Tuesday, December 1, 2009

Somali's suffer silently

Fighting in Somalia is no longer news anymore; it seldom makes international headlines let alone the front pages, why? Simply because of fatigue by the world audience and don't care attitude from powerful nations.

It’s easy to grasp the global weariness and luck of interest for the Somali problem: sample this; the conflict has dragged for years, since the 1991 ouster of former strongman Mohamed Siad Bare. The bloody civil war that followed Bare has changed faces over the 18 year-old conflict, first with the notorious warlords creating havoc among the poor population. Their heinous acts coupled with support by the Bush administration in the 2005/2006 war on terror dubbed anti-Islam by many clerics brought about the current crop of Islamists leadership in Somalia.

To cap it tall the late 2006 Ethiopian troop’s foray into Somalia in the name of propping up a weak and unpopular government formed in the safety of Kenya, gave a fresh impetus to Islamist groups in their quest to retake Mogadishu, after a six month lull in gun-battles in the city during a relatively peaceful Islamist reign prior to the Ethiopian arrival.

To date guns blaze in the dirty streets of the bullet-pocked streets of this beautiful seaside city.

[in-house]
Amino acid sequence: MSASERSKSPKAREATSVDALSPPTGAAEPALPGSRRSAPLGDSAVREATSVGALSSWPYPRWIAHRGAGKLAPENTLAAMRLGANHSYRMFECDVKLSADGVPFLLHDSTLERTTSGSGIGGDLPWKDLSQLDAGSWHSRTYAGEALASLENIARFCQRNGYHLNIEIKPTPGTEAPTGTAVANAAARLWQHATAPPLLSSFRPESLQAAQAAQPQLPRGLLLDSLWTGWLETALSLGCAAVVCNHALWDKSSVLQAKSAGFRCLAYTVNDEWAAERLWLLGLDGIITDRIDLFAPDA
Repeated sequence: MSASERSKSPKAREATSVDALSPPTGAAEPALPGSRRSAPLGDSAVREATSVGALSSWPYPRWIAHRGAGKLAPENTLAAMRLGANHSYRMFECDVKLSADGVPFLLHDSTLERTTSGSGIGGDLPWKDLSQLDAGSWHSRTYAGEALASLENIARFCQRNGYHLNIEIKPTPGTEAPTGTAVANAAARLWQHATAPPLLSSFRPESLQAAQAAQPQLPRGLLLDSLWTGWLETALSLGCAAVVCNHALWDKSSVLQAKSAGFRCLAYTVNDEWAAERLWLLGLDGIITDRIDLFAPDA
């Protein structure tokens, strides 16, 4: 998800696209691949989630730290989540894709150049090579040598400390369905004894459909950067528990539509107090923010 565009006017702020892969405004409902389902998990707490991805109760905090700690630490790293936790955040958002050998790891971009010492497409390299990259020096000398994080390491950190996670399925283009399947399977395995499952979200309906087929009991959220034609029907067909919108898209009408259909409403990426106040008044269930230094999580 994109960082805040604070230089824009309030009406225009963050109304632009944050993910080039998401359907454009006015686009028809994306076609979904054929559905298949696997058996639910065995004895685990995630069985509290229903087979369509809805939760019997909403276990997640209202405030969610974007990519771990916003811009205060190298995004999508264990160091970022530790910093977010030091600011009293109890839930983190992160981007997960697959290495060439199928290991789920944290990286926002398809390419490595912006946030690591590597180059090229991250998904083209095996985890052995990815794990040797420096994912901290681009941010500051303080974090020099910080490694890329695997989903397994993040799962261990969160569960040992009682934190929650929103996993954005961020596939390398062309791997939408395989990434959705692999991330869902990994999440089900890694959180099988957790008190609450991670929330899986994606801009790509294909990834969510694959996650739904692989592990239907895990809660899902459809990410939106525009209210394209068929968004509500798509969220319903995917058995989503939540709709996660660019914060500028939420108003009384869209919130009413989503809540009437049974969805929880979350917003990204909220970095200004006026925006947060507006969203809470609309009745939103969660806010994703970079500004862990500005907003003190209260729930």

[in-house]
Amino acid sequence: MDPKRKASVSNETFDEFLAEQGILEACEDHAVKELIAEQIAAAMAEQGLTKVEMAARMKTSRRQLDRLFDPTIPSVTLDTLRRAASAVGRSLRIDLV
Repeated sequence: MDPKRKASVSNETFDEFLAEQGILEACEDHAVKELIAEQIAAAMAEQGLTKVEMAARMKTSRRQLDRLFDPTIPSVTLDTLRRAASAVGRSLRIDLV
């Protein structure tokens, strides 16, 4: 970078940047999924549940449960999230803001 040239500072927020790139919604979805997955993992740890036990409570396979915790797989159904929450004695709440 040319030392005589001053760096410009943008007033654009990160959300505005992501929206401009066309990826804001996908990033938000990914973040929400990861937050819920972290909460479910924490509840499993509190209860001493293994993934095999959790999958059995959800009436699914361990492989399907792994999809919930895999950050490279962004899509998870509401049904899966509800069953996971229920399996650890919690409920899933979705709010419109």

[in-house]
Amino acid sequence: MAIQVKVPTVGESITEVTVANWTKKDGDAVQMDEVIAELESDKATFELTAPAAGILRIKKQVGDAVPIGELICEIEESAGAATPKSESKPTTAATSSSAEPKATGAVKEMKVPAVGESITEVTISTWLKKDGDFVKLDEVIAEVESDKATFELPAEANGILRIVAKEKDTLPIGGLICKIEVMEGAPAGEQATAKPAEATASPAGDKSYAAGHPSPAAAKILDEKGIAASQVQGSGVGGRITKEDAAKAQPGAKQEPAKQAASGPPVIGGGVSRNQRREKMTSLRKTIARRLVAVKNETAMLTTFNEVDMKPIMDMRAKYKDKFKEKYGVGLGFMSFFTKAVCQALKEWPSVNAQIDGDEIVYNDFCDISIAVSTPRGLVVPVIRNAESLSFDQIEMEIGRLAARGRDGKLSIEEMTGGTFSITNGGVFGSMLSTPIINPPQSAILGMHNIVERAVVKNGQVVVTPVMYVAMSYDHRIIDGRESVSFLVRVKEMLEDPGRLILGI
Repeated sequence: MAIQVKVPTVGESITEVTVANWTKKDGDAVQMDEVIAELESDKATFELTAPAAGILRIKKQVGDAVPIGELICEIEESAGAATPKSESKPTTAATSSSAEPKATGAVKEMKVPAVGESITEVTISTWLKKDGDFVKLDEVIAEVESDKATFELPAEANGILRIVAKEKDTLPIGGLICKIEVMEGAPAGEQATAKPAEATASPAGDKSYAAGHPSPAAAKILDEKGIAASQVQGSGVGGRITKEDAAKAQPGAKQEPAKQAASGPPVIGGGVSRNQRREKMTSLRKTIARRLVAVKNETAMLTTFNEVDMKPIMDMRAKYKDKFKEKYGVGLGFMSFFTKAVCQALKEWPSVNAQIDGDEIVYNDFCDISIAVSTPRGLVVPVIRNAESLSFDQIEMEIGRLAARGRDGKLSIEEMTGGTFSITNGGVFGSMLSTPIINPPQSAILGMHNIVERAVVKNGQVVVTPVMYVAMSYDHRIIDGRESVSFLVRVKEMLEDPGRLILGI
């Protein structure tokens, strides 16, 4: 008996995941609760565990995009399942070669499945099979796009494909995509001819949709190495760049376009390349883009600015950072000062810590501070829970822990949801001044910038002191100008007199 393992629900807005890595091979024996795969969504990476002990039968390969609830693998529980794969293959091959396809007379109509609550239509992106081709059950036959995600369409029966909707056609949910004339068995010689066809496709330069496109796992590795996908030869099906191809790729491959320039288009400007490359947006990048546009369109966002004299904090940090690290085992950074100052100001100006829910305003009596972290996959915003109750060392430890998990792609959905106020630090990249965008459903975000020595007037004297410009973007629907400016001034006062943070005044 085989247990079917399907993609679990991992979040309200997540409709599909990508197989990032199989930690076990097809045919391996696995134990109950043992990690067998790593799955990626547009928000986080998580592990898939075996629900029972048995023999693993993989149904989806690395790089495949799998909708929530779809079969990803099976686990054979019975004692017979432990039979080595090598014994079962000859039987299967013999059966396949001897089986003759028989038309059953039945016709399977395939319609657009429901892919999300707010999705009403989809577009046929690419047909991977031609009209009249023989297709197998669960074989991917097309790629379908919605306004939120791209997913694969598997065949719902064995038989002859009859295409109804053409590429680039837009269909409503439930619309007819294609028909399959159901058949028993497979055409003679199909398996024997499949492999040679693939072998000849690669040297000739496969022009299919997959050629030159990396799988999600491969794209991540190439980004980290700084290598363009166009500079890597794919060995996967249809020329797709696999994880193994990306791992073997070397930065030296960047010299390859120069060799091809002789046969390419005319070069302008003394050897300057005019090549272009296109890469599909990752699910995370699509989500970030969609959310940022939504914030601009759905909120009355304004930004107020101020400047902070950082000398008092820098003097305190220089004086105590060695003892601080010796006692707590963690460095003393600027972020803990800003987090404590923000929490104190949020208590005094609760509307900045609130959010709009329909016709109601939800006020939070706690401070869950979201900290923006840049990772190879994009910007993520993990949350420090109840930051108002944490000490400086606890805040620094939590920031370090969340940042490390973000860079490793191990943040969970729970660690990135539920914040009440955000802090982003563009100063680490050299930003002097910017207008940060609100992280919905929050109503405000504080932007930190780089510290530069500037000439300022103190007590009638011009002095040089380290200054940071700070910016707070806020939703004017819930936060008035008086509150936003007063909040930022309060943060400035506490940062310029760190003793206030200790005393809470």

Many people outside Somalia don’t just understand the reason behind the unceasing violence. It beats human logic to just fight without a reason, but many people including combatants give varying reasons for their action.

In the midst of all the conflict, a whole generation of 18 year olds who don’t know what a government is, have now become an integral part of the battle making a huge chunk of the foot soldiers with many recruited as child soldiers.

Supporters of the interim government would tell you a bad/weak government is better than nothing, but their Islamist adversaries say the current administration is just but a copy of the previous Western backed governments formed to undermine a realization of an Islamist state.

I say for the sake of the poor war-displaced women and children of Somalia, a little reprieve from the mind-blowing violence should be what every sane Somali needs to strive for regardless of their political or clan affiliation.

At the end of the day, the population needs some peace to eat their bread and a shelter from the cold nights for Somalia to realize even a prosperous Islamic nationhood, that many are badly fighting for.

The gun has to be silent for a moment for the many baby girls and boys to blossom in peace to realize their potential.

As the Somali adage goes: “Nabado waa naas caana leh” meaning peace is the breasts that provide milk. Let’s drink from this fountain of milk and peacefully enjoy the taste of the milk.

For a pastoralist like Somali’s there is nothing more gratifying than sipping your cup of milk in peace.

Imagine such a scene in the beautiful wilderness of Somalia, even bursting cities like Mogadishu.

Yes it’s possible; we can get the peace we are yearning for. But as Chinese put it, the longest journey starts with a step: Our first step should momentarily be to silence the guns and then everyone can enjoy his cup in peace.